Polinices Predation Patterns and Mercenaria Morphology Models

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    DeAngelis et al. (1985) have described a model of the evolutionary response of bivalve prey to size-selective naticid snail predation. The model analyzed the allocation of bivalve energy among reproduction, overall growth in size, and supplementary growth in shell thickness (p. 818). Using parameter values for Polinices duplicatus as the predator and Mercenaria mercenaria as the prey, the model predicted three optimal strategies for bivalves faced with naticid predation: (1) delayed reproduction with energy diverted into rapid growth in order to reach a size refuge; (2) early reproduction, possibly with some extra shell thickness; and (3) greatly increased shell thickness for deterring predator attacks. This model and an earlier one (DeAngelis et al. 1984) are elaborations on a general qualitative model for bivalve prey (Seed and Brown 1978). [excerpt

    Taxonomy of some Galeommatoidea (Mollusca, Bivalvia) associated with deep-sea echinoids: A reassessment of the bivalve genera Axinodon Verrill & Bush, 1898 and Kelliola Dall, 1899 with descriptions of new genera Syssitomya gen. nov. and Ptilomyax gen. nov.

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    The type species of Axinodon ellipticus Verrill & Bush, 1898 and Kellia symmetros Jeffreys, 1876 are re-described. It is concluded that the two species are not conspecific and that K. symmetros cannot be placed in the genus Axinodon. The family affinity of Axinodon is not resolved, although it is probable that this genus belongs to the Thyasiridae. Kellia symmetros is the type species of Kelliola and is placed in the Montacutidae. Kelliola symmetros is most probably associated with the echinoid Aeropsis rostrata and is not the species previously recorded from North Atlantic Pourtalesia echinoids under the name of Axinodon symmetros. This commensal associated with the North Atlantic Pourtalesia is here described as new and placed in the new genus as Syssitomya pourtalesiana gen. nov. sp. nov., Syssitomya gen. nov. differs from all other genera in the Montacutidae by having laminar gill filaments modified for harbouring symbiotic bacteria and it is thus assumed to be chemosymbiotic. A montacutid associated with the hadal Pourtalesia heptneri is described as Ptilomyax hadalis gen. nov. sp. nov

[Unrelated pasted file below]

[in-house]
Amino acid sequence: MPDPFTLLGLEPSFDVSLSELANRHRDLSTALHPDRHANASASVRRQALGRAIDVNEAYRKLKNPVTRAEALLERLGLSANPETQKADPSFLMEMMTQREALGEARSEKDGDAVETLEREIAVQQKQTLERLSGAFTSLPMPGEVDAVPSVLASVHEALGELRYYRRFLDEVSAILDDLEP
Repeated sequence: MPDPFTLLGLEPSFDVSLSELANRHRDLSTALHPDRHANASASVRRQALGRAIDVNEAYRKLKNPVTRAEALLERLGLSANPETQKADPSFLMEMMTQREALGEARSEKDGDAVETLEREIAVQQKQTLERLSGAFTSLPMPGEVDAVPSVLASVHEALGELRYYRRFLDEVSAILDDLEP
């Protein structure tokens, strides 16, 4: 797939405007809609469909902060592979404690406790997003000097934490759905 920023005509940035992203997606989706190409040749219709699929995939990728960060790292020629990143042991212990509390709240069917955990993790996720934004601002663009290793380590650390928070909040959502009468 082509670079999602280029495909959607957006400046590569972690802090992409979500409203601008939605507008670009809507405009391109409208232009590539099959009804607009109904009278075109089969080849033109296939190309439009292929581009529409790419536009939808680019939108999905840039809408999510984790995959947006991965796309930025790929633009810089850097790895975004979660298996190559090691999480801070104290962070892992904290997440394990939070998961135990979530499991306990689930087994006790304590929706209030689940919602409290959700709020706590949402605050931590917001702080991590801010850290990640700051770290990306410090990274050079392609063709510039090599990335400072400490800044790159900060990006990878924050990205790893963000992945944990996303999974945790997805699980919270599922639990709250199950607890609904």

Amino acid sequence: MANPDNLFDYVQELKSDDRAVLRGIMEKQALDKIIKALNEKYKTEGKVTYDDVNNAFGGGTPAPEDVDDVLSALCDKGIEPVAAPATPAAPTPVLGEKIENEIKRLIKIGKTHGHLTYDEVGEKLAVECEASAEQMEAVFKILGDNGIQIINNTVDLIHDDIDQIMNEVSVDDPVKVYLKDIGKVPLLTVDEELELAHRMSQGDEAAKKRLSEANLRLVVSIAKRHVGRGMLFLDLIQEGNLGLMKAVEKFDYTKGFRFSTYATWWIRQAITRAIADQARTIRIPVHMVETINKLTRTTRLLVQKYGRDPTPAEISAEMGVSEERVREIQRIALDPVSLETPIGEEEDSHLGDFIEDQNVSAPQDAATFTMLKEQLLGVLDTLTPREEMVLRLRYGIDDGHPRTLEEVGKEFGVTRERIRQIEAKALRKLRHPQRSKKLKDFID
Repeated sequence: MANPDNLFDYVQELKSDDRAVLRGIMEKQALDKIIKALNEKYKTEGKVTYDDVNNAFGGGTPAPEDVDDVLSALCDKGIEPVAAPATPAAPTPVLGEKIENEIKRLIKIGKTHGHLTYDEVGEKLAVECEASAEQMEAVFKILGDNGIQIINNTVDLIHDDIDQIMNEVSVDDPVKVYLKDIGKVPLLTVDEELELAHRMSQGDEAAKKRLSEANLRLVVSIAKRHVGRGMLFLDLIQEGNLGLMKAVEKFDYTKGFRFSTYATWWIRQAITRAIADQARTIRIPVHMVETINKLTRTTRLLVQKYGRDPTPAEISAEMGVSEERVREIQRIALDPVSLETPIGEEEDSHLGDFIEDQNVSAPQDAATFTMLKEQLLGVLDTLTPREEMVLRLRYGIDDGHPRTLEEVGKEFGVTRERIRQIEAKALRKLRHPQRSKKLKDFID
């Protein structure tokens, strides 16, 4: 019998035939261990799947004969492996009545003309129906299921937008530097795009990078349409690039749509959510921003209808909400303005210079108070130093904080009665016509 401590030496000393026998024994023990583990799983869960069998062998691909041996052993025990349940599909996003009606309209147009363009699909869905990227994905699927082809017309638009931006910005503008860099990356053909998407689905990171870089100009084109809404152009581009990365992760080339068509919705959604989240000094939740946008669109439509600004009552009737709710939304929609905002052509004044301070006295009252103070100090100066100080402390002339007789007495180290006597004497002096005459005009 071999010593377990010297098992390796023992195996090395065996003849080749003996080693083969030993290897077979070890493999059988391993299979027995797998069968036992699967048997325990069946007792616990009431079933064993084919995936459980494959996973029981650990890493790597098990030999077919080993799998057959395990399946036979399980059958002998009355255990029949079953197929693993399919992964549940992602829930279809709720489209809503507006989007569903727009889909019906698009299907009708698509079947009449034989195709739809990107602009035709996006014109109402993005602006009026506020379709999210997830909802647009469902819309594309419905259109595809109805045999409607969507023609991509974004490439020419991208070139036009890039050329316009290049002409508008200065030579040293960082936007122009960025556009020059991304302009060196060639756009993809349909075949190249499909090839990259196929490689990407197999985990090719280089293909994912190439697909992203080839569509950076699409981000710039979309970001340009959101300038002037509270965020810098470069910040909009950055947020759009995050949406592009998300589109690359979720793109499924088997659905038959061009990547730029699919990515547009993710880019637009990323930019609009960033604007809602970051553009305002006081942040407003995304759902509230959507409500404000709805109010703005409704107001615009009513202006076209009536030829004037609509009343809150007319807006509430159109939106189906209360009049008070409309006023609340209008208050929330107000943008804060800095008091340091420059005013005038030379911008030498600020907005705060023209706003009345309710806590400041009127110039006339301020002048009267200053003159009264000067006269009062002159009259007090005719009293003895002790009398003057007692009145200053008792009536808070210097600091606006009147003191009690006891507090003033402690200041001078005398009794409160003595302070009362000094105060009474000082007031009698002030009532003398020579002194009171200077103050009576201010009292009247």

Ecological studies of the aquatic soil invertebrates in three inundation forests of Central Amazonia

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    From January 1971 till August 1972 ecological studies were carried out on the aquatic macroinvertebrates of the benthos community of three Central-Amazonian inundation forests. The three investigated forests were chosen according to the influence of different water types. These forests were: 1. a site with an inflow of whitewater on Ilha de Curarí, 2. a site in a mixed water area at Lago Janauarí, and 3. a site in a black water area at Rio Tarumã Mirím. The annual water level fluctuations caused similar ecological conditions concerning seasonal changes, whereas the differences between the forests depended on the inflow of the different water types. The benthos composition differs according to the inundation forest type. Stenecious species, occurring only in one of the three forests, as well as euryecious species, inhabiting the three forests, were found. In addition many species were obtained which live either in white and mixed water or in mixed and black water. The soil invertebrates adapted to the annual water level fluctuations. The most common adaptation may be seasonal dispersal, being developed as a migration or a translocation. Migrations could be detected for Campsurus notatus and Eupera simoni in white respectively mixed water. In black waters numerous species show a translocation, caused by the oxygen deficit of the deep water. A diapause stage can be assumed for Eupera simoni. This dormant stage enables the bivalve to persist in the forest during the dry period. Brasilocaenís irmleri assumingly transports its eggs by the current in optimal habitats, where it develops rapidly in 14-21 days. A dependence on the forest habitat was detected for some species of the mixed and black water. Other species of the inundation area, particularly of the white water area, are not dependent on the forest habitat. In addition to seasonal changes in the benthos composition, a vertical stratification was found. The inundation forest can be subdivided in a river or lake near part, a central part, and a terra firme near part. The intestinal content studies on the soil invertebrates and the oxygen conditions in the three inundation forests indicate the probable different breakdown of the litter in the forest of the várzea on the one hand and the igapó on the other hand. Secondary productions could be estimated for the white water area with 10-15 g/m2 and year and for the mixed water area with 90-110 g/m2 and year. In the inundation forest of the mixed water, having the highest production of the three forests, environmental factors like oxygen concentration, sedimentation etc. and trophic factors offer favourable conditions for the inhabitation of the benthos